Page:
Dave: And finally, do you really not find joy in watching the career journeyman walk around with his kid and his video camera, smiling from ear to ear, realizing that he’s a Major League All-Star for the first time in his career? Do you not think of how proud he is to call his parents and tell them that their boy is going to the ASG? Do you really prefer watching a guy who has been there 11 times beg out of the game because he hurt himself sitting on his overstuffed wallet? Why do you hate happiness?
Justin: Coincidentally, my 5-year old accused me of hating (her) happiness just last night, so it must be true!
I think these things you mention are nice side-effects of the current system. But to me, they are not a good enough reason to keep things as they are.
Here’s the thing: we often act like the All Star game is meaningless. But it isn’t. The outcome of the game is (or should be–I hate the “This time it counts!” schtick), but getting selected as a player does matter. It’s one of the major ways that we recognize outstanding players. Being selected to the All Star Game stays with a player as part of his narrative for at least a year afterward, if not more. You hear about it on broadcasts all the time. And All Star Game appearances are always–always!–brought up as supporting (or dissenting) evidence when discussing merits for Hall of Fame induction. They might even influence contract negotiations or arbitration hearings. Does it influence “real” games or seasons? Aside from the home-team advantage in the World Series thing, no, and it shouldn’t. But baseball as an industry (and baseball fandom) is about more than just what happens on the field, and that’s where the All Star game has relevance.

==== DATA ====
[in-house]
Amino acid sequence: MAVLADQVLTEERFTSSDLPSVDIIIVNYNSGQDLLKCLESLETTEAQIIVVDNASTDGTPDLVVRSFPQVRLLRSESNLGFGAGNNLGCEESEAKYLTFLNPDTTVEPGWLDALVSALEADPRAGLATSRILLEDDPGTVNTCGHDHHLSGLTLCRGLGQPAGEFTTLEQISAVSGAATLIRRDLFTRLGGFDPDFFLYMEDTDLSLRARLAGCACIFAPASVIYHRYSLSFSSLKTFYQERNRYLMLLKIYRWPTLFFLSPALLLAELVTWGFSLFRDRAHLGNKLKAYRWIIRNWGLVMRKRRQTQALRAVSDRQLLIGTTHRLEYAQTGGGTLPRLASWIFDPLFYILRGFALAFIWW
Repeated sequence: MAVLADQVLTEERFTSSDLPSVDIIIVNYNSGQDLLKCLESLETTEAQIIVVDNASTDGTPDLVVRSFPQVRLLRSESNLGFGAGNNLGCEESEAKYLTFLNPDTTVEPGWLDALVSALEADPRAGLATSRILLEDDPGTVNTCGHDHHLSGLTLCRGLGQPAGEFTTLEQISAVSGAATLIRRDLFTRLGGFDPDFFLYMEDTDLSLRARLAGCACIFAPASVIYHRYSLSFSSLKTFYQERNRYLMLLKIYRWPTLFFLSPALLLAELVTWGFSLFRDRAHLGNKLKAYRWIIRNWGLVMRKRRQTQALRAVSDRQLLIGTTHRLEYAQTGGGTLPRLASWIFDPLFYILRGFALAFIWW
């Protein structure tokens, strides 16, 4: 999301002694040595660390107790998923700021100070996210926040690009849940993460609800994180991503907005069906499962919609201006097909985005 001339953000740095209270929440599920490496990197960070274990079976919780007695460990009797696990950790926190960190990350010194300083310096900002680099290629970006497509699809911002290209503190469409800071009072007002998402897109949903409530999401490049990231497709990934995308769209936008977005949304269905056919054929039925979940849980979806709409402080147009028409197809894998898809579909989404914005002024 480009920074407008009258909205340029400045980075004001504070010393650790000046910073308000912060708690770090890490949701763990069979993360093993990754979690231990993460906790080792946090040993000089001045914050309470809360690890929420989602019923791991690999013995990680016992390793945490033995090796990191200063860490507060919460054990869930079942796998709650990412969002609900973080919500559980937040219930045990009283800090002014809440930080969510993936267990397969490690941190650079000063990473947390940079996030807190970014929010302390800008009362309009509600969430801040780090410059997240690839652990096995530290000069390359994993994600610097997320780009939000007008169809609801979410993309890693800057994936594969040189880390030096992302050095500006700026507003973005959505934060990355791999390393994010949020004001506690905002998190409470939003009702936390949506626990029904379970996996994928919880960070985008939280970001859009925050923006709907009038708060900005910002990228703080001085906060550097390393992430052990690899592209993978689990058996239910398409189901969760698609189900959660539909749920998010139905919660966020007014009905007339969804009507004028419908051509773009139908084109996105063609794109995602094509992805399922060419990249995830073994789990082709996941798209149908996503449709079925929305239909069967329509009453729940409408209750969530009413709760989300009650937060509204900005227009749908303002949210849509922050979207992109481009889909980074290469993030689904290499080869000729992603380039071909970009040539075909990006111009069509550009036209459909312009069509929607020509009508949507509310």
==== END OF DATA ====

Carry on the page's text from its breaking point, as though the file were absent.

There is a compromise position here, and I’ll mention it because if I don’t then someone else will: All Star Games are, and should be, popularity contests. If we agree to that, then it really does (and should) just come down to who gets the most votes. But judging by the number of All Star “snub” articles that are written every year once the teams are announced, I don’t think most people really believe that. I think people want the best players to be in that game. Using projections is the way that I prefer decide upon who those best players are.
Dave: Can you name a single deserving player that has ever been kept out of the Hall Of Fame due to a lack of All-Star appearances? I know that voters look at things like All-Star appearances in their decision making process, but I’ve never seen a case where a guy who is a strong candidate in every other aspect was denied because his spot got taken by a worse player in some Midsummer Classic.
Justin: I said it was a factor, not the factor. I am sure that a player’s numbers are the cornerstone of any Hall of Fame case for most voters. But celebrity, as at least partially evidenced by All Star Games, does matter. I don’t have a linkable example to provide right now, but I seem to remember seeing that as one argument made against Gene Tenace, for example, who appeared in just one All Star Game. His is not a slam dunk case, but he ranks 17th in WAR and has the highest era- and park-adjusted wOBA of any of the top-25 catchers. Again, I’m not saying it’s a major determining factor, but it is part of a player’s portfolio of accomplishments, and probably does influence voters. If you want me to quantify that, I can’t.